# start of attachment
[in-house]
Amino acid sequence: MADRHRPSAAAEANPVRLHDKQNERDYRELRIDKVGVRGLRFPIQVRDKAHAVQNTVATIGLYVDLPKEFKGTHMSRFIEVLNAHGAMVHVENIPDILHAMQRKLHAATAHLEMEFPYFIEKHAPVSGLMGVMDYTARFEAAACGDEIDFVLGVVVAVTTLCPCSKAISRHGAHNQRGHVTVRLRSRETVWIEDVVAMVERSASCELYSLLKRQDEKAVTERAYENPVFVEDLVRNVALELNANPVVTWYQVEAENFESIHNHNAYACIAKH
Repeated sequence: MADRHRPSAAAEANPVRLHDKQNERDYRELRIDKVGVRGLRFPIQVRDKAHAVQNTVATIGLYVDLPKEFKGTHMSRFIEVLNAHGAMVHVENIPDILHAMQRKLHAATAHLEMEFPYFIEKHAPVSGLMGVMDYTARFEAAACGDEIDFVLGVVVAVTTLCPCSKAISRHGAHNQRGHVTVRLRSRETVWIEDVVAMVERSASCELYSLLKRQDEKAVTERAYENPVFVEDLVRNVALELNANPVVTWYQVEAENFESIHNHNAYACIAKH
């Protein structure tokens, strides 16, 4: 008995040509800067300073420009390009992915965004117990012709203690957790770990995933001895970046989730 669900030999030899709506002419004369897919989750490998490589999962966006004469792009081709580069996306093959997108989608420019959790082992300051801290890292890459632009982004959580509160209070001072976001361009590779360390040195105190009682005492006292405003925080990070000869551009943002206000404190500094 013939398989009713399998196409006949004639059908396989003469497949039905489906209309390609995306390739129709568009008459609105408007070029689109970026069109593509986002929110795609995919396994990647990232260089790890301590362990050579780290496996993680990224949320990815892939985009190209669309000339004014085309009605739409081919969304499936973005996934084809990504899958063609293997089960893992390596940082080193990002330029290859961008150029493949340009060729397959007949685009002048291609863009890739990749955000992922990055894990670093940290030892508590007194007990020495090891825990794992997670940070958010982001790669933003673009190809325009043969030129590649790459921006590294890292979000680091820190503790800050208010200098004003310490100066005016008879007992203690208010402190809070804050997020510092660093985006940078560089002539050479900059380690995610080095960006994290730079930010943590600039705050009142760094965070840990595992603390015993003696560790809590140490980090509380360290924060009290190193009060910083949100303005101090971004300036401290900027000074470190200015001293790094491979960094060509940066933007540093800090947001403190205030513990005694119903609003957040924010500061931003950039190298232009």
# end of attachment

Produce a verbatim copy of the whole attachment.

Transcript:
[in-house]
Amino acid sequence: MADRHRPSAAAEANPVRLHDKQNERDYRELRIDKVGVRGLRFPIQVRDKAHAVQNTVATIGLYVDLPKEFKGTHMSRFIEVLNAHGAMVHVENIPDILHAMQRKLHAATAHLEMEFPYFIEKHAPVSGLMGVMDYTARFEAAACGDEIDFVLGVVVAVTTLCPCSKAISRHGAHNQRGHVTVRLRSRETVWIEDVVAMVERSASCELYSLLKRQDEKAVTERAYENPVFVEDLVRNVALELNANPVVTWYQVEAENFESIHNHNAYACIAKH
Repeated sequence: MADRHRPSAAAEANPVRLHDKQNERDYRELRIDKVGVRGLRFPIQVRDKAHAVQNTVATIGLYVDLPKEFKGTHMSRFIEVLNAHGAMVHVENIPDILHAMQRKLHAATAHLEMEFPYFIEKHAPVSGLMGVMDYTARFEAAACGDEIDFVLGVVVAVTTLCPCSKAISRHGAHNQRGHVTVRLRSRETVWIEDVVAMVERSASCELYSLLKRQDEKAVTERAYENPVFVEDLVRNVALELNANPVVTWYQVEAENFESIHNHNAYACIAKH
């Protein structure tokens, strides 16, 4: 008995040509800067300073420009390009992915965004117990012709203690957790770990995933001895970046989730 669900030999030899709506002419004369897919989750490998490589999962966006004469792009081709580069996306093959997108989608420019959790082992300051801290890292890459632009982004959580509160209070001072976001361009590779360390040195105190009682005492006292405003925080990070000869551009943002206000404190500094 013939398989009713399998196409006949004639059908396989003469497949039905489906209309390609995306390739129709568009008459609105408007070029689109970026069109593509986002929110795609995919396994990647990232260089790890301590362990050579780290496996993680990224949320990815892939985009190209669309000339004014085309009605739409081919969304499936973005996934084809990504899958063609293997089960893992390596940082080193990002330029290859961008150029493949340009060729397959007949685009002048291609863009890739990749955000992922990055894990670093940290030892508590007194007990020495090891825990794992997670940070958010982001790669933003673009190809325009043969030129590649790459921006590294890292979000680091820190503790800050208010200098004003310490100066005016008879007992203690208010402190809070804050997020510092660093985006940078560089002539050479900059380690995610080095960006994290730079930010943590600039705050009142760094965070840990595992603390015993003696560790809590140490980090509380360290924060009290190193009060910083949100303005101090971004300036401290900027000074470190200015001293790094491979960094060509940066933007540093800090947001403190205030513990005694119903609003957040924010500061931003950039190298232009």